Thursday, February 25, 2010

Grilled Cheese ... With Short Ribs (Naturally)

Dear Bon Appetit Magazine,

Kudos to you for your cover recipe last month, the one that travelled with me to and from Virginia, peeking out of my purse and making my tummy rumble on the plane; the one that constantly glared at me from the kitchen table for the following weeks; the one that immediately seized David by the stomach, prompting him to ask--almost daily--"When are we going to have that sandwich?"

You sent me to the store. You brought me home with ribs. You made me wait while the meat slow roasted. You forced me into the seemingly unnecessary step of quick pickling (quickling?) onions. But then, oh then, you gave me one of the best sandwiches of my life. I forgive you for the trouble and promise to repent in all depth and sincerity every time I eat this grilled cheese. Which will be often. Often.


P.S. Here's an idea: You could probably buy any type of beef that makes good stew meat, slow roast it with just some salt, pepper, a couple slices of onion, and some water, break it up and serve that on the sandwich--am I right?

Grilled Cheese and Short Rib Sandwich
serves 2; takes several hours for the roasting of the meat; about 20 minutes once it's done.

The Beef:
1 1/2 ish lbs. beef short ribs
1 stalk celery, chopped
1 carrot, peeled and chopped
1/2 small onion, chopped
1/4 cup dry red wine
2 Tbsp water or broth
1 garlic clove, smashed
1 bay leaf
Pinch fresh or dried thyme
  • Season ribs liberally with salt and pepper. Melt a pad of butter or some olive oil in a medium pot over medium-high heat. Add ribs and sear on all sides until brown, about 8 minutes total. Remove ribs to a rimmed plate and add vegetables to pot, sauteing until they start to brown, about 5 minutes. Add wine, water/broth, garlic, bay leaf, and thyme. Bring to boil, then reduce heat, return ribs to pot, cover and simmer 1 hour. After an hour, flip the ribs and cook an hour more. Remove cover and cook 30 more minutes.
  • Turn off heat and allow ribs to cool. When you can handle them, pull them out and pick all the meat off, discarding the fat and bones, and breaking into bite size pieces. Spoon fat off of sauce left in pot and return meat chunks to it.
The onions:
1/2 small red onion, sliced thin
1/2 Tbsp butter
1 tsp sugar
2 Tbsp red wine vinegar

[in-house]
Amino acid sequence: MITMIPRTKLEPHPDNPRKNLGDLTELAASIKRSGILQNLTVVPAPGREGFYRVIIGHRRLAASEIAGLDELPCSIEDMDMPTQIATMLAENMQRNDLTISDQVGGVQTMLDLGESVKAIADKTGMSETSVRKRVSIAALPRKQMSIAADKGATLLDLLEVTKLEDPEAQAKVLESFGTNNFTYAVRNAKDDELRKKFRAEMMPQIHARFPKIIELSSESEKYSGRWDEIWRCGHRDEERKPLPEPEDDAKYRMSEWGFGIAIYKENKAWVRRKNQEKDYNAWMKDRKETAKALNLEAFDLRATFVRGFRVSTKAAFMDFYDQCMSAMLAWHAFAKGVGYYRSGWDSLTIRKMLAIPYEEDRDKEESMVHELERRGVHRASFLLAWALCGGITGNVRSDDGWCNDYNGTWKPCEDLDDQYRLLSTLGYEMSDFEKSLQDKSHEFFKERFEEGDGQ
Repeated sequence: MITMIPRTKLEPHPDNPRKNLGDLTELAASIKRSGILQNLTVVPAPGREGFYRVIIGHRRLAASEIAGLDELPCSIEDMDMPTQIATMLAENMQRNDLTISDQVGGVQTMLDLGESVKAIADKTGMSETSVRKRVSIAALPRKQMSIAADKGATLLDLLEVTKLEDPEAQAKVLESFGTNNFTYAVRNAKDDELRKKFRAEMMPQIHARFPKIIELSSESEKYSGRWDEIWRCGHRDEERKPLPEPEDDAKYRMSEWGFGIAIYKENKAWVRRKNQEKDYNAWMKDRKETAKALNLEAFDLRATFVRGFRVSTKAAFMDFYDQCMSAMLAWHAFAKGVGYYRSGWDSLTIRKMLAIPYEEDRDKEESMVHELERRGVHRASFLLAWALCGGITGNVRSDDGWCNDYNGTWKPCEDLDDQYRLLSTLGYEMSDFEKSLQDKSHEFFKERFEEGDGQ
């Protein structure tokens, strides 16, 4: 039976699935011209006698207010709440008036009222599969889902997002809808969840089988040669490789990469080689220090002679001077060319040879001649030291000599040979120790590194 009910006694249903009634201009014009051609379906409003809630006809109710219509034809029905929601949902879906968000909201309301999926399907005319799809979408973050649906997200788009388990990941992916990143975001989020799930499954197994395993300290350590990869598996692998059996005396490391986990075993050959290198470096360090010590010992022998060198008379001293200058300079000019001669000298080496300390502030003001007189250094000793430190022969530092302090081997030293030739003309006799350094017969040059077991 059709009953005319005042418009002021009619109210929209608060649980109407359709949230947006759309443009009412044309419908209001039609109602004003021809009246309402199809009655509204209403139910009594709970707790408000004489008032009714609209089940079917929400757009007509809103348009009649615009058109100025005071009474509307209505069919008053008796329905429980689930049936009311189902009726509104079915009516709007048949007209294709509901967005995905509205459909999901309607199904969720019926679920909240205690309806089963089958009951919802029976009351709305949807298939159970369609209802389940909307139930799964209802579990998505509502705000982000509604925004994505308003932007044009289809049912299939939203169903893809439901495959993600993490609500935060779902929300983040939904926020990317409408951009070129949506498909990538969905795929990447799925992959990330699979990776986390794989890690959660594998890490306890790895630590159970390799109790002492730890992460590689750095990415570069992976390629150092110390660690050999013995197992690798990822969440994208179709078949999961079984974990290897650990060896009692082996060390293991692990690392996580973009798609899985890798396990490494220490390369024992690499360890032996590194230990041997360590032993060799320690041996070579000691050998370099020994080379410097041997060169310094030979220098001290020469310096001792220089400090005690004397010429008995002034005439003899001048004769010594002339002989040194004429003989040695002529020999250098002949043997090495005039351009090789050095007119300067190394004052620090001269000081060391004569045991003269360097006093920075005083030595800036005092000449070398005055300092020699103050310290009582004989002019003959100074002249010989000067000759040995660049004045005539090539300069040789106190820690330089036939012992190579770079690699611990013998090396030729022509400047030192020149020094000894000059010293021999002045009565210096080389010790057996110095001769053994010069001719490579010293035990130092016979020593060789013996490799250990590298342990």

• In a small skillet over medium high heat, melt the butter and saute the onions, adding a little salt. Cook until tender, 6ish minutes. Add vinegar and salt, stirring until vinegar is absorbed. Keep handy.
The rest:
Monterey Jack cheese, sliced
Arugula or mesclun greens
More butter
  • Heat up your griddle, skillet, or whatever. Butter outsides of bread and layer as follows: 1. Bread; 2. Meat mixture; 3. Cheese; 4. Onions; 5. Greens; 6. Bread.
  • Cook over medium heat until bread is crispy and cheese is melted.

Sunday, February 21, 2010

Stuffing Stuff

This post is meant to be instructional. It is carefully and lovingly designed to empower you in your own kitchen. Mostly this means that I don't use recipes when scrapping this kind of thing together, and thus cannot pass any on. But it also means that this is a really tasty, slightly elegant, delightfully contained way to feed yourself (in addition to others if necessary) out of what would otherwise seem like a bunch of disparate fridge items.

So, by way of example, let me tell you about two things we had for dinner this past week. Exhibit A: Eggplant stuffed with tomatoes, mushrooms and quinoa. And Exhibit B: Sweet potatoes stuffed with cauliflower-green beans-collards-and-quinoa (apparently no picture of this one).
Here's the strategy:

1. Get something with a skin, something that will hold its shape. Think squash, potatoes, eggplant, peppers, etc. Hollow it out. Some things are easier to scoop when they're raw, like eggplant. Some things are easier when they've been cooked a little, like potatoes. Sprinkle with oil, salt and pepper and throw it in the oven to soften up while you prepare the filling.

2. Scrabble together some filling ingredients that you will go ahead and cook, then stir together. You want everything to be cooked before it goes into the mix. I ALWAYS use the following and you must too: